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Frankenstein ( 1931 ) Banned in South Australia Only.

HONDOHONDO Member Posts: 9,540 ✭✭✭✭✭✭ Le Grande Collector

                                                                                                                                                                                                                                                     8th June, 1932.                                               13th May, 1952                     Advertisement for the first release in Adelaide, S.A. on the 28th May, 1952.


Frankenstein ( 1931 ) was passed for public exhibition in Australia by the Australia censor but was then banned for exhibition in South Australia by the South Australian censor. The film was eventually released in South Australia in Adelaide in 1952.

There were other cases where films were banned in one Australian state only after being originally passed by the Australian censor. Probably the two most famous examples apart from Frankenstein were All Quiet On The Western Front ( 1930 ) banned in Victoria and When The Kellys Rode banned in N.S.W in 1934 and eventually released there in 1948. 

From "'Australian Censorship History" --  ''In 1972, apparently the final states of N.S.W. and S. A. authorised Commonwealth Censors to act on the States' behalf ( all other States had done so in or before 1949 ).

Lawrence

Comments

  • SvenSven Member Posts: 2,388 ✭✭✭✭ Three-Sheeter
    Like that one hondo, intetesting and great picture in the paper of frank. 
  • DavidDavid Member Posts: 10,308 admin
    By the mid 40s South Australia was also looking to ban horror films altogether from Sunday matinee showings on the basis too many kids were getting in.

    Apparently our Parent and Grandparents were comfortable lying about their ages...
    David
  • theartofmovieposterstheartofmovieposters Member Posts: 4,789 ✭✭✭✭✭ Elite Collector
    Anyone have an image of original release paper on When the Kelly's Rode?
  • HONDOHONDO Member Posts: 9,540 ✭✭✭✭✭✭ Le Grande Collector

      When The Kellys Rode 1934 first release Australian long daybill poster used everywhere but N.S.W. where the film was banned until 1948.

    Lawrence
  • theartofmovieposterstheartofmovieposters Member Posts: 4,789 ✭✭✭✭✭ Elite Collector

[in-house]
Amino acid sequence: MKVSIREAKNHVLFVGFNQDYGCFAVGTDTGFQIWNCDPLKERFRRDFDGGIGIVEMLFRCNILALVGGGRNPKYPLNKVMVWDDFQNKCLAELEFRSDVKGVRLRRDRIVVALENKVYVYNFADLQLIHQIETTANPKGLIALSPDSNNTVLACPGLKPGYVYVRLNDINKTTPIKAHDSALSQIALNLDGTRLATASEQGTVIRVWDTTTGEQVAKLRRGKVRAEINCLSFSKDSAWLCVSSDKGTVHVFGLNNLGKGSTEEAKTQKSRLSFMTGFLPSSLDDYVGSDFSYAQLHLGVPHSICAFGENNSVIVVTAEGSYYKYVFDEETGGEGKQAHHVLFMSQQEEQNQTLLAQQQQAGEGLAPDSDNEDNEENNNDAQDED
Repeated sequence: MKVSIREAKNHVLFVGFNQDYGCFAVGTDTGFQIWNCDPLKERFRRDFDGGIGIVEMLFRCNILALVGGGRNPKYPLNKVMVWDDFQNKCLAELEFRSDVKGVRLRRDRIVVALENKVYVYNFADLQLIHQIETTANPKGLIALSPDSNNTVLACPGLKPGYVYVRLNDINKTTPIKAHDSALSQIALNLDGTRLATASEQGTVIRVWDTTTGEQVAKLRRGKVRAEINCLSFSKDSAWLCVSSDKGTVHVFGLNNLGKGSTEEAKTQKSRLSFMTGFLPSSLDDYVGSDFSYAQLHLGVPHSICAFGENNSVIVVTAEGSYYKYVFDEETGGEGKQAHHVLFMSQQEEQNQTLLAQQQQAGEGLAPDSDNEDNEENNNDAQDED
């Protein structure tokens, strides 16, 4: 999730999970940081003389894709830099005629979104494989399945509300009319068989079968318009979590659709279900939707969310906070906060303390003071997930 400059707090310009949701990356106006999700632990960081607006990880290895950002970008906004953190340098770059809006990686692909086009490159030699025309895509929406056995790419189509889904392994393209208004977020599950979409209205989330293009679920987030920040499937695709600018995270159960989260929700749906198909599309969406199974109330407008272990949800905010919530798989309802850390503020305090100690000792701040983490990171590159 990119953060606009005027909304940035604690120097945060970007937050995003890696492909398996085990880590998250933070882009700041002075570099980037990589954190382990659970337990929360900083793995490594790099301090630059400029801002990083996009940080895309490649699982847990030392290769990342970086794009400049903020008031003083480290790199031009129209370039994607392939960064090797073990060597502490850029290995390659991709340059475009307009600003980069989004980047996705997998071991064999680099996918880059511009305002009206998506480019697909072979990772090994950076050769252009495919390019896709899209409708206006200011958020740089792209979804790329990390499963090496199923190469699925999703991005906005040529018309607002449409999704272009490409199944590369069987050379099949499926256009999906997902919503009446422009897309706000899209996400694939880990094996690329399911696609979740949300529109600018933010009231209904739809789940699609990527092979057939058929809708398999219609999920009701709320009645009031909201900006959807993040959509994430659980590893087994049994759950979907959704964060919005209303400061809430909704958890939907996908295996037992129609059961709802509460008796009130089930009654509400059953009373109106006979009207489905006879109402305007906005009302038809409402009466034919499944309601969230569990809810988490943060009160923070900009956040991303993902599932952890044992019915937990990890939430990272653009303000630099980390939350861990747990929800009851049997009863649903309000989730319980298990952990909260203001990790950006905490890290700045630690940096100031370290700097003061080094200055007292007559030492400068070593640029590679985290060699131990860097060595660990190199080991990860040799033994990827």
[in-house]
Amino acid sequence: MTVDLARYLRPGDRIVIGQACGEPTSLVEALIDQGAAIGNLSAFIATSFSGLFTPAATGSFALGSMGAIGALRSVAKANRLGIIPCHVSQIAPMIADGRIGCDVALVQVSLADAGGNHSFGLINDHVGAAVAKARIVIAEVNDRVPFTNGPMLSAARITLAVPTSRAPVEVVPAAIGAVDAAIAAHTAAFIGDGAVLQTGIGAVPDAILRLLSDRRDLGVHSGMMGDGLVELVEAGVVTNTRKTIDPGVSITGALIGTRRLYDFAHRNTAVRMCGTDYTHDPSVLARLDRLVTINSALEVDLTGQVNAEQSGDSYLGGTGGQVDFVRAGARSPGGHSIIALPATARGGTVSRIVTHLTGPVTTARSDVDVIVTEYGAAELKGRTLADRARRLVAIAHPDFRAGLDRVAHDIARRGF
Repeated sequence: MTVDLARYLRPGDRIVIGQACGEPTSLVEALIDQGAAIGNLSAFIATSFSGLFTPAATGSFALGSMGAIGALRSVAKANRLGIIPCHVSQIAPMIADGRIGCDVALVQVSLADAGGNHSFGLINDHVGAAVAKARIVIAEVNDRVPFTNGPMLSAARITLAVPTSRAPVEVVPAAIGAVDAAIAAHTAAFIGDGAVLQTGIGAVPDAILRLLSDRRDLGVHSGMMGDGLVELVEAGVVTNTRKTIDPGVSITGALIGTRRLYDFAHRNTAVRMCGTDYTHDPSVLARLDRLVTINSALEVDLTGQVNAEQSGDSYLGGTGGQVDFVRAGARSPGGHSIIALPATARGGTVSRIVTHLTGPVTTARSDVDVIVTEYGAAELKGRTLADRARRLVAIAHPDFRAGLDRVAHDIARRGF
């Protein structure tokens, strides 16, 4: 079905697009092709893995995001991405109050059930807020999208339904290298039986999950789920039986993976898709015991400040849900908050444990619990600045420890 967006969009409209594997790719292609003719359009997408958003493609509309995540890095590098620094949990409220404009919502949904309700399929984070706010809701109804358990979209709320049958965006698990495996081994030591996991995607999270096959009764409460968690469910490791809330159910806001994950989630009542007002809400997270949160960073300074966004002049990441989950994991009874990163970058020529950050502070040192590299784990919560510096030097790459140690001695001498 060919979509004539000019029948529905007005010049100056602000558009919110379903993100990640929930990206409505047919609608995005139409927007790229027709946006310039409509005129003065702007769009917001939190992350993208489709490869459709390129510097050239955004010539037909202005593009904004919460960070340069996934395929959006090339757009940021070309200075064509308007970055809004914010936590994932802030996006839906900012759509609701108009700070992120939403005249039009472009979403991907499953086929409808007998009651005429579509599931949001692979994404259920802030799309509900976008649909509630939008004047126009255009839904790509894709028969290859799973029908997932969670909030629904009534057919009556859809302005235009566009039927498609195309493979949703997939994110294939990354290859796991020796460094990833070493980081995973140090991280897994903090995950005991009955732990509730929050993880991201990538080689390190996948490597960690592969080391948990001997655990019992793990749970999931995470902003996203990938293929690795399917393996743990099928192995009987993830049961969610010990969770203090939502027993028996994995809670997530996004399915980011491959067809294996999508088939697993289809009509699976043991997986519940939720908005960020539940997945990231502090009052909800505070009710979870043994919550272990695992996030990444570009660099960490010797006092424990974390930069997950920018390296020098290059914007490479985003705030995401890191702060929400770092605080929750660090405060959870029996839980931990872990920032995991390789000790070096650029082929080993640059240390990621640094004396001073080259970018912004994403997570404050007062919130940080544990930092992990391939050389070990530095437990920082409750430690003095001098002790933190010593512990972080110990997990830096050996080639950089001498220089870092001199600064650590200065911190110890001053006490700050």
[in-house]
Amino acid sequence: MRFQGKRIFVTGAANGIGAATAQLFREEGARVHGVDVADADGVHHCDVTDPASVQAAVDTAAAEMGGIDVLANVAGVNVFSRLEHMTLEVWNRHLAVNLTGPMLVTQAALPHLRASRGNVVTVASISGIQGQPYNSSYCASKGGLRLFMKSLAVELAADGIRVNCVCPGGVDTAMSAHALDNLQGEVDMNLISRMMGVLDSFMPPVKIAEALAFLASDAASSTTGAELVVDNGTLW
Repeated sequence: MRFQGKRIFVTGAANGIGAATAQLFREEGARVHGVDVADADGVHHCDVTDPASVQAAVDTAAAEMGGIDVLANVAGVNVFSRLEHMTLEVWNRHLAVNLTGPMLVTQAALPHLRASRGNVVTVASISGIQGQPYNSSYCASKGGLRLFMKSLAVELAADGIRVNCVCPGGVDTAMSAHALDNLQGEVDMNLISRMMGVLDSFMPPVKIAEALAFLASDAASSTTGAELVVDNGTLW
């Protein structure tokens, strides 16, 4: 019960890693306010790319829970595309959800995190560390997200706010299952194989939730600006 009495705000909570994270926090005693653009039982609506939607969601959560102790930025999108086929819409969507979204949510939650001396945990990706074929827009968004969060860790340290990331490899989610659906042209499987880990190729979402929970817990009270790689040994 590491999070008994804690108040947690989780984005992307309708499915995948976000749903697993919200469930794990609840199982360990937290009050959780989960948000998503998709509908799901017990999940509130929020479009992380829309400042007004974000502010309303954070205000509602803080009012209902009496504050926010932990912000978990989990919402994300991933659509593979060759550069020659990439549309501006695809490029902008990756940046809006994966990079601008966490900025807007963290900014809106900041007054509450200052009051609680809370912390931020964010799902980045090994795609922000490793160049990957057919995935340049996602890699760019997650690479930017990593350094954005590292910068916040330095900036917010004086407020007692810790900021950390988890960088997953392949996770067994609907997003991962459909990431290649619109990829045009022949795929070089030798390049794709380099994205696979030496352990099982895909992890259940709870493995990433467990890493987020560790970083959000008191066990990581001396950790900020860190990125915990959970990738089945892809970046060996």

• HONDOHONDO Member Posts: 9,540 ✭✭✭✭✭✭ Le Grande Collector

         Above on the left is the original newspaper advertisement for the re-release everywhere else in Australia except N.S.W. including  Adelaide, S.A. where  the advertisement originated from. This re-release was planned to go hand in hand in with the N.S.W. first release in 1948. The image on the right is from the Glenelg, Adelaide, S.A, original 1930s release.

    The BEF strategy appears to have been to screen the film in N.S.W. for the first time in 1948 and also re-release it in all other states that had originally screened it and capitalise on the censorship angle and push the banning aspect to help sell the film but cleverly not mentioning the ban had only been originally in N.S.W. and to hopefully perhaps lead some people to think it was a first release screening Australia wide. Remember 14 years is a long time and some people have short memories and there was little information out there at that time apart from through newspapers and radio to inform people of the facts. As the film apparently wasn't very good I believe BEF realised they needed to push the banning of the film as it would be important publicity to be used to attract audiences.

    Lawrence
  • HONDOHONDO Member Posts: 9,540 ✭✭✭✭✭✭ Le Grande Collector
    Interestingly the once banned 1934 film is released in 1948 with a For General Exhibition certificate. Work that one out. 
    Lawrence
  • theartofmovieposterstheartofmovieposters Member Posts: 4,789 ✭✭✭✭✭ Elite Collector

    It's enough to make you pull your hair out!

    I can understand why people spend years researching and studying our censor system...would take just that to piece the bits together...forget about trying to make sense of it.

  • HONDOHONDO Member Posts: 9,540 ✭✭✭✭✭✭ Le Grande Collector
    edited March 2016

    Some more information about All quiet On The Western Front which was banned in Victoria only in 1930 that I had mentioned briefly at the start of this thread. The film was banned on Pacifism grounds. In 1939  All Quiet On The Western Front was then banned Australia wide again on Pacifism grounds for the duration of the war. The film had a nationwide Australian re-release in 1948.


    Lawrence
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